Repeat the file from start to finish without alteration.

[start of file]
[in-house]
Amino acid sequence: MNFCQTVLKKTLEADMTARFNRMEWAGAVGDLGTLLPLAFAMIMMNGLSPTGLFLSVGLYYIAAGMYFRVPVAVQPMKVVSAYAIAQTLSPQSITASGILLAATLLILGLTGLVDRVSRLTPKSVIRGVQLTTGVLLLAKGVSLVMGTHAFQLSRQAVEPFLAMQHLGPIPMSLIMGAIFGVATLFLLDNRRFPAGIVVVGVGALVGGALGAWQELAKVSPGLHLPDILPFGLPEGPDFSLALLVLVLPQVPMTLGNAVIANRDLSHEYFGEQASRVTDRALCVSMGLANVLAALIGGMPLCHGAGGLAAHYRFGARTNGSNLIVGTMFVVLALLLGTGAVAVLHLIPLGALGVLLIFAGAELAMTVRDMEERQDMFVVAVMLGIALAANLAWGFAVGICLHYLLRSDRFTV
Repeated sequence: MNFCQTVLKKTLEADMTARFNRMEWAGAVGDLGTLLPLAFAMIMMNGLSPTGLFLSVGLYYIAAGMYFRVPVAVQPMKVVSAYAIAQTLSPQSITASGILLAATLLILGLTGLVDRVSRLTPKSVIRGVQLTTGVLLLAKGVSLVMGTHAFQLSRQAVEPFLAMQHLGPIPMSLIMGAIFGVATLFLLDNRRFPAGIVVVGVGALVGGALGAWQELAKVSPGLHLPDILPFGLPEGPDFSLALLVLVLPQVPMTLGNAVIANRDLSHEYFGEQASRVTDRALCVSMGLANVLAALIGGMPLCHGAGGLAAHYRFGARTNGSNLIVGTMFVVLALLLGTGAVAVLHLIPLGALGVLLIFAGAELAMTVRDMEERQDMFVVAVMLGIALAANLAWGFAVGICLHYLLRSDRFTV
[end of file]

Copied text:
[in-house]
Amino acid sequence: MNFCQTVLKKTLEADMTARFNRMEWAGAVGDLGTLLPLAFAMIMMNGLSPTGLFLSVGLYYIAAGMYFRVPVAVQPMKVVSAYAIAQTLSPQSITASGILLAATLLILGLTGLVDRVSRLTPKSVIRGVQLTTGVLLLAKGVSLVMGTHAFQLSRQAVEPFLAMQHLGPIPMSLIMGAIFGVATLFLLDNRRFPAGIVVVGVGALVGGALGAWQELAKVSPGLHLPDILPFGLPEGPDFSLALLVLVLPQVPMTLGNAVIANRDLSHEYFGEQASRVTDRALCVSMGLANVLAALIGGMPLCHGAGGLAAHYRFGARTNGSNLIVGTMFVVLALLLGTGAVAVLHLIPLGALGVLLIFAGAELAMTVRDMEERQDMFVVAVMLGIALAANLAWGFAVGICLHYLLRSDRFTV
Repeated sequence: MNFCQTVLKKTLEADMTARFNRMEWAGAVGDLGTLLPLAFAMIMMNGLSPTGLFLSVGLYYIAAGMYFRVPVAVQPMKVVSAYAIAQTLSPQSITASGILLAATLLILGLTGLVDRVSRLTPKSVIRGVQLTTGVLLLAKGVSLVMGTHAFQLSRQAVEPFLAMQHLGPIPMSLIMGAIFGVATLFLLDNRRFPAGIVVVGVGALVGGALGAWQELAKVSPGLHLPDILPFGLPEGPDFSLALLVLVLPQVPMTLGNAVIANRDLSHEYFGEQASRVTDRALCVSMGLANVLAALIGGMPLCHGAGGLAAHYRFGARTNGSNLIVGTMFVVLALLLGTGAVAVLHLIPLGALGVLLIFAGAELAMTVRDMEERQDMFVVAVMLGIALAANLAWGFAVGICLHYLLRSDRFTV